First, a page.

Friday, May 16, 2008


I get involved in detailed calculations about these things, from time to time, because I wrote the carbon profiling software that, among other users, the UK government recommends for use by landowners and farmers (I make a point of never linking from here to anything commercial I do for third party clients; associating them with my personal political views would be inappropriate). This came out of a chat I had yesterday with a colleague in that project.

The use of biofuels on farms isn't new. In fact, at one time the only fuel used on farms was bio. A draft horse doing light work (which farm work would be classed as, taken across the whole year) eats about 2 tonnes of hay and 1.3 tonnes of oats per year, and what is that if it isn't biofuel?

At current yield levels, it would take the output of about an acre of land to feed each horse. It's hard to be sure of the next figure, but research carried out in Swavesy suggests that one horse is needed for every six acres under cultivation. Since this figure includes fallow land, you are probably looking at a ratio of less than 1:6 - perhaps 1:4. That is, of every four acres cultivated, about a quarter of the output is needed for "fuel" if you're farming with horse power.

So what if you use tractors, and grow biodiesel? Oilseed rape produces between 1.2 and 1.5 tonnes per acre of seed, and that yields 500-600 litres of oil. A tractor uses 40 to 50 litres of fuel per acre per annum, so the area farmed per acre of home-grown biodiesel is about 10 acres. This gives a ration of 1:10 - about one tenth of a farm's output is needed for fuel if you use tractors and biodiesel.

Of course, there are externalities* is associated fuel use outside the farm - production of fertilisers, transportation to and from farm gates, etc, but these apply in both cases, whether you use tractors or horses. Tractor manufacturing uses fuel, but so does the "manufacture" of replacement horses. I have no data to use for a comparison of those replacement costs.

This is just a bit of fun, but two conclusions can be drawn. Firstly, there is no doubt that energy use (fuel, fertilisers) increases food production. Secondly, it's "greener" to use tractors than horses.

UPDATE: Sorry, there's a third. Growing "biofuel" isn't new, although it did go into abeyance for a while. If all arable farms grew all their own fuel, then the net difference between that situation and the one that prevailed in the horse-drawn era would be an increase in food production per acre farmed, assuming constant yields (of course, yields have risen during that period). But the situation that creates the greatest level of food production per acre is, of course, the use of fossil fuels. And since that final conclusion is self-evident, it at least can be entered into the annals of the Journal of Obvious Research.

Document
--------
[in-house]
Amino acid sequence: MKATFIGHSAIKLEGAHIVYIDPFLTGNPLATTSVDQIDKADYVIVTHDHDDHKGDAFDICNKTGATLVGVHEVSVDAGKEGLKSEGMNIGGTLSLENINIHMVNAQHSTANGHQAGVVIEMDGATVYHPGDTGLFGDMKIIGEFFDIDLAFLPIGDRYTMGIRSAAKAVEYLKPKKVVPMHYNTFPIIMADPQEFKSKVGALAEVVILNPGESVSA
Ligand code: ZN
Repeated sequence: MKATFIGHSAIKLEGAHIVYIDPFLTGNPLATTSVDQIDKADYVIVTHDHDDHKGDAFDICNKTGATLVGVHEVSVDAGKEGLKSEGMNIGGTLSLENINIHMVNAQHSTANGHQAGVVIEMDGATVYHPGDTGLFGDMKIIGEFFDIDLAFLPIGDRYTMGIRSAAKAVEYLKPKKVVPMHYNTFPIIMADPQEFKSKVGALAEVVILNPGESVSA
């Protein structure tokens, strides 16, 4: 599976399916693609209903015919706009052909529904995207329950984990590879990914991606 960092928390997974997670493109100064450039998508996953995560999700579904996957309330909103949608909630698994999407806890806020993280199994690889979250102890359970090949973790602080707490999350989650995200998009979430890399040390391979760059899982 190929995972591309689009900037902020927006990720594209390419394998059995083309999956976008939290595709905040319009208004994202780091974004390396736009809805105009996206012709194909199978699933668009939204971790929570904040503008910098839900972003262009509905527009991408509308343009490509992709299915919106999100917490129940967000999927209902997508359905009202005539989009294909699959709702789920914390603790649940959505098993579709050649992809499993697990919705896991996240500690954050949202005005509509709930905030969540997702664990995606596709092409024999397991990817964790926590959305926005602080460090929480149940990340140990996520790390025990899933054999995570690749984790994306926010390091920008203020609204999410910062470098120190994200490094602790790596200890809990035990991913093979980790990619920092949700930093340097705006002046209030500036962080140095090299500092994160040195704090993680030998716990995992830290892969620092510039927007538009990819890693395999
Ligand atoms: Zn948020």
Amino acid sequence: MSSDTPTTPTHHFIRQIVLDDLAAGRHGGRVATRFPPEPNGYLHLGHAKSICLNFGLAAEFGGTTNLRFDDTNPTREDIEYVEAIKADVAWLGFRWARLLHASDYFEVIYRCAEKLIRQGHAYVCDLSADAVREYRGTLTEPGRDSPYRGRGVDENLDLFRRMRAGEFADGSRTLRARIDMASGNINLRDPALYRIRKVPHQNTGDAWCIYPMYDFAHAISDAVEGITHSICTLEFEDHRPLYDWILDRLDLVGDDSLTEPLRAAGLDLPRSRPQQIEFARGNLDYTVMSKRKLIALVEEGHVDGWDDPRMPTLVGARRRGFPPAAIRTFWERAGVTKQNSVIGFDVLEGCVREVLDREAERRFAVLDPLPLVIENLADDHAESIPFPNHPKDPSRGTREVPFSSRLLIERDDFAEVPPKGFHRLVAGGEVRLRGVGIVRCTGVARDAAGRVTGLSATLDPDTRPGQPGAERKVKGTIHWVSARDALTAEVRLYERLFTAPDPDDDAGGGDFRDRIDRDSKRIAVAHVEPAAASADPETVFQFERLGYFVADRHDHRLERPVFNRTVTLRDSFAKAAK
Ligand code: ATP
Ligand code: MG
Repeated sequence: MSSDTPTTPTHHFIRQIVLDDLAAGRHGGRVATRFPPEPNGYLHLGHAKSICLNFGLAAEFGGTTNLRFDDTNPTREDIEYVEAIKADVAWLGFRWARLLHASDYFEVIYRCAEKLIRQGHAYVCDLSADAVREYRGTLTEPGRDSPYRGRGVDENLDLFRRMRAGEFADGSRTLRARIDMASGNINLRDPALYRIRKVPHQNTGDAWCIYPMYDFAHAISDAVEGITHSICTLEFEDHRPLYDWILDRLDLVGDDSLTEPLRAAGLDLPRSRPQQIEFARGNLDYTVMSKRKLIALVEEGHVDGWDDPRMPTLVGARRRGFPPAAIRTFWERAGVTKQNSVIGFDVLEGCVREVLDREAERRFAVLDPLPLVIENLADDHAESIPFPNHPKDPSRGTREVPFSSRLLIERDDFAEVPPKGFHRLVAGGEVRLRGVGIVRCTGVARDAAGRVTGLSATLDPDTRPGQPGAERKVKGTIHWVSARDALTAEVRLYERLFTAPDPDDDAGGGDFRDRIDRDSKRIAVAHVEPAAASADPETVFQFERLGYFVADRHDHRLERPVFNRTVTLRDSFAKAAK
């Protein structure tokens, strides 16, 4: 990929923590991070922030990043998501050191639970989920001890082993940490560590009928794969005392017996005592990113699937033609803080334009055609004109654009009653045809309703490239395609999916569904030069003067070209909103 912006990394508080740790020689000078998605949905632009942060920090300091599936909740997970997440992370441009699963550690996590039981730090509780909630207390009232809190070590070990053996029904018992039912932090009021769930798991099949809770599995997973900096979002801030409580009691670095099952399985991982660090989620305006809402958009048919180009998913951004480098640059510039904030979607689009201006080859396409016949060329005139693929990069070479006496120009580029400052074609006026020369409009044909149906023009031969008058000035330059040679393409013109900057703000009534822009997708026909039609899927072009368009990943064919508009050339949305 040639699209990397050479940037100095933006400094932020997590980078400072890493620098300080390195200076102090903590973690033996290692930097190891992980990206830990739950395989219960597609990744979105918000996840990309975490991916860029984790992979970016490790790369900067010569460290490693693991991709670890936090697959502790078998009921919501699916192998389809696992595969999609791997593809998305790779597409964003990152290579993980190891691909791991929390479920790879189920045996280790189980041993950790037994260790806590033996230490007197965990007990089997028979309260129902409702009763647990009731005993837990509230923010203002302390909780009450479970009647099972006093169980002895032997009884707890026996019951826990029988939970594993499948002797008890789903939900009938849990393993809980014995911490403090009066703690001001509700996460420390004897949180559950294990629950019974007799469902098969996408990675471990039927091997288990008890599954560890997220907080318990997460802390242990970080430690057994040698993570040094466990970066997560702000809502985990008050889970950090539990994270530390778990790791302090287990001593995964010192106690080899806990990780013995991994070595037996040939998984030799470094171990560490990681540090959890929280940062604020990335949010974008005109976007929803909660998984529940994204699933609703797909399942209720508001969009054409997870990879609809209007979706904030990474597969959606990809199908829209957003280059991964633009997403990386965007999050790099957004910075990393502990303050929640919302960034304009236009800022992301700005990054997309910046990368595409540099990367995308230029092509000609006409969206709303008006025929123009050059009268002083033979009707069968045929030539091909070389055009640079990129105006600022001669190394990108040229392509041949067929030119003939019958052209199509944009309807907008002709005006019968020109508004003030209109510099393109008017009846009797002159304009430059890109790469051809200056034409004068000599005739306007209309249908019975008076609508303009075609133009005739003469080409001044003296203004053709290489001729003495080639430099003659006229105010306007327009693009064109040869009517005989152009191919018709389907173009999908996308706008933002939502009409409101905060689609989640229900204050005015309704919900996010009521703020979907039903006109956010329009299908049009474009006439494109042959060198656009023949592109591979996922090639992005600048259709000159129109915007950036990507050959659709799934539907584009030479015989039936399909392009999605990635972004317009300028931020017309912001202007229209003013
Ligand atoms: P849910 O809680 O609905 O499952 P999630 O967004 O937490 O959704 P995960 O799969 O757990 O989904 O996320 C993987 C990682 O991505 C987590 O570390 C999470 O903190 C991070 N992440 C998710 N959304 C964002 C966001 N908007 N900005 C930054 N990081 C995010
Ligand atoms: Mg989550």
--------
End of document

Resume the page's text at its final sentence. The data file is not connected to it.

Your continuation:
*Stupid misuse.


Anonymous said...

Tractor dung isn't as useful, mind, so you ought to burden the tractor with the cost of the replacement fertiliser. Also, about oats - do your calculations allow for the fact that oat straw has good food value for cattle, unlike - for example - wheat straw or old tractor tyres?

Peter Risdon said...

I don't think you'd get the modern yields I'm using with horse dung. The roses would be lovely, though. You're right about oat straw, but these calculations get very complicated indeed when you start to factor in (as indeed you should) costs external to the farm. This is an external factor, for my arable farm, because cattle feed would be sold to a cattle farmer. Again, given the difficulty of coming up with a realistic ratio of livestock to arable on a mixed farm, it's easier to calculate for exclusively arable production.

Mind you, I extracted some data from a survey of 200 farms from my calculator and a group of academics are shortly to release their report comparing the profiles of different forms of production across the country. But that's real data, rather than a back of an envelope calculation, done for fun.

Anonymous said...

Oxen? Why did horses replace oxen for ploughing? Would oxen be better than tractors?